Ceramic Green Strength
The green strength of a ceramic/binder system can be estimated from just a few parameters. The choice of the binder polymer and the effect of "small" amounts of additive can be significant.
When you make a ceramic you have, in essence, a volume fraction εs of the solid ceramic and a volume fraction εb of binder, with the remainder being voids. The binder will have an inherent yield strength σyield and we will assume that it has perfect adhesion to the particles, so that failure in the green ceramic is within the binder rather than at the interface.
Under this simple scenario, how does the green strength, measured as a yield strength σ, depend on the fractions of ceramic, φc and binder, φb (and therefore on the void fraction, φv? A paper by the Lombardo group1 gives us two answers depending on how the binder interacts with the powder. If it bridges the particles then the binder is "focussed" on a few critical spots and the relative strength is high. If it coats the particles then the binder is spread rather uselessly around much of the particle, so the relative strength is less. This has a profound impact on one's design philosophy for particle-binder wetting. Too little and the binder is useless, too much and it is wasted as coating, with probably other downsides caused by the excess binder (you have to add more to get the strength) during the thermal removal process.
A different paper from Uhland et. al.2 gives a slightly different value, with the assumption of bridging rather than coating.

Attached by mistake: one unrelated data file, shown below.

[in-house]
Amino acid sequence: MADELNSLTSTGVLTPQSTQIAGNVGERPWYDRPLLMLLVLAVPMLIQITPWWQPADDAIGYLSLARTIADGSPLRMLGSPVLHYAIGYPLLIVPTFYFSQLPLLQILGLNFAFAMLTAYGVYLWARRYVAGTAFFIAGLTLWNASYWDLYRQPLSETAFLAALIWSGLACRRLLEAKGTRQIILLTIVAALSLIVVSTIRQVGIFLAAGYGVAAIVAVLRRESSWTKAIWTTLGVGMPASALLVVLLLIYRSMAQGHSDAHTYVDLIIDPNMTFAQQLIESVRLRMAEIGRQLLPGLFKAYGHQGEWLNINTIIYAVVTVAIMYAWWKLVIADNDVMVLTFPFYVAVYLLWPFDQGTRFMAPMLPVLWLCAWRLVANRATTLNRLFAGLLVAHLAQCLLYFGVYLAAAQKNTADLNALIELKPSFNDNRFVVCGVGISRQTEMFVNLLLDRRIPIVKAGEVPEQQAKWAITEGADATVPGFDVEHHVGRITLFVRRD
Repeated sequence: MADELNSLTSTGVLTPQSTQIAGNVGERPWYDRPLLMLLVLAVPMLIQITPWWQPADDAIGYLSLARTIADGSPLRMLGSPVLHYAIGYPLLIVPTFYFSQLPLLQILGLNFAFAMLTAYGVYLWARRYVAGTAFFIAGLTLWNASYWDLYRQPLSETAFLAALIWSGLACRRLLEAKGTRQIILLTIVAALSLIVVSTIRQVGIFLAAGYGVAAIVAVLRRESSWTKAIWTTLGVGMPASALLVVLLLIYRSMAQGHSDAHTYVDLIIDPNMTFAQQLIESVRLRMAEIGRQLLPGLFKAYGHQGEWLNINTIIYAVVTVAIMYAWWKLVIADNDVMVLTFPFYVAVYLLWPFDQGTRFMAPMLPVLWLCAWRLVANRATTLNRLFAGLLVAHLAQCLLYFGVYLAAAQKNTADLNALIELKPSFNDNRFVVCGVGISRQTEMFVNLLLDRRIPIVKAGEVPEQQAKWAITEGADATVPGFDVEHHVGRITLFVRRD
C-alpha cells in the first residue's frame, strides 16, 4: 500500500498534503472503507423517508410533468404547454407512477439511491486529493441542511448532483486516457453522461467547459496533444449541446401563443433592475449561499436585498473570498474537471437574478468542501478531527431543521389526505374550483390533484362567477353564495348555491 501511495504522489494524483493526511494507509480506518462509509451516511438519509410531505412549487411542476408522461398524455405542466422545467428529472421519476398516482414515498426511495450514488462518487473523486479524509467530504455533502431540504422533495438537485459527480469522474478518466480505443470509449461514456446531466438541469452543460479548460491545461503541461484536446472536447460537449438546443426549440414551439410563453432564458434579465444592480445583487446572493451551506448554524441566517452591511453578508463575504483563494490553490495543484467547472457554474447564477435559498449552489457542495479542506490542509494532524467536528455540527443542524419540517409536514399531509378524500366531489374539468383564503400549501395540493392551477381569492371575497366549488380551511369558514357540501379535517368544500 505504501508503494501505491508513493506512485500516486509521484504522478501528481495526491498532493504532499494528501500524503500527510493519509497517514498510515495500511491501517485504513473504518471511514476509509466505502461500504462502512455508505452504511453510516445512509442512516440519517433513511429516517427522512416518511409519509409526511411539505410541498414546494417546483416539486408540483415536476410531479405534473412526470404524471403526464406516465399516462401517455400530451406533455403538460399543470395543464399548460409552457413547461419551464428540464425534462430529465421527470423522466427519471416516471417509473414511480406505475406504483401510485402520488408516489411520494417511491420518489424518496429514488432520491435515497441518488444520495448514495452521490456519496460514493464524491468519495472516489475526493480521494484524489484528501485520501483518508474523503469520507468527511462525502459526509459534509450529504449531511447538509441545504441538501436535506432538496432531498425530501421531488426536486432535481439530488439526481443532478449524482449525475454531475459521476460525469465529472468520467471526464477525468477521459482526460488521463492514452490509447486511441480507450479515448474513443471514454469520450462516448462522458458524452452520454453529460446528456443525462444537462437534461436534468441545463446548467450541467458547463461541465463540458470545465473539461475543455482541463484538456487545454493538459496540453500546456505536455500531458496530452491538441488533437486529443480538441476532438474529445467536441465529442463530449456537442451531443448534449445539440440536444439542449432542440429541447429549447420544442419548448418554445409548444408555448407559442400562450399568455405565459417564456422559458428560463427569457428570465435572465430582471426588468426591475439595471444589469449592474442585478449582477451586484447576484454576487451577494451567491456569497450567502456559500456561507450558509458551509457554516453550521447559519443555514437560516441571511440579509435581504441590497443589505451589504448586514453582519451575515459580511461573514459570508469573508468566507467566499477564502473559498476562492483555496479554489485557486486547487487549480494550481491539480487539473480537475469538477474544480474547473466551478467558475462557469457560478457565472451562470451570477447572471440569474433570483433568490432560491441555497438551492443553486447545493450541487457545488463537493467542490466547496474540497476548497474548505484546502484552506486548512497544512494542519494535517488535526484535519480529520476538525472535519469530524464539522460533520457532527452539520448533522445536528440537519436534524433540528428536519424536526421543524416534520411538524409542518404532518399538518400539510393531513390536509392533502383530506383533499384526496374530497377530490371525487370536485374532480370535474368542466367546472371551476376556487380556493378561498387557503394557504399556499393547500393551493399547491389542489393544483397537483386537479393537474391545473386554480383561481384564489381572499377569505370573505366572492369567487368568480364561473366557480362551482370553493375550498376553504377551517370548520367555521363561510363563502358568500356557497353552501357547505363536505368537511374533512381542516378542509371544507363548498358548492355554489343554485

What are typical yield strengths (tensile strengths) of typical binders? A strong (normal) polymer is in the range of 60MPa. A common binder such as ethyl cellulose is in the range of 40MPa. By adding extra components to a formulation that end up in the polymer, yield strengths will tend to fall. A glance at the literature shows that just 2.5% of a plasticizer can reduce the yield strength by 10-15% so "small" quantities of additives (in terms of the overall formulation) can be "medium" quantities in terms of the polymer binder itself and therefore can give a "large" reduction in yield strength and green strength.
1SJ Lombardo, R Sachanandani, Models of the Strength of Green Ceramic Bodies as a Function of Binder Content and Temperature, pp239-247 in Processing and Properties of Advanced Ceramics and Composites edited by Narottam P Bansal & JP Singh.
2Scott A. Uhlandi et. al., Strength of Green Ceramics with Low Binder Content, J. Am. Ceram. Soc., 84, 2809–18 (2001). Note that Equ 1 and following have an erroneous 1-σ which should be 1-φ.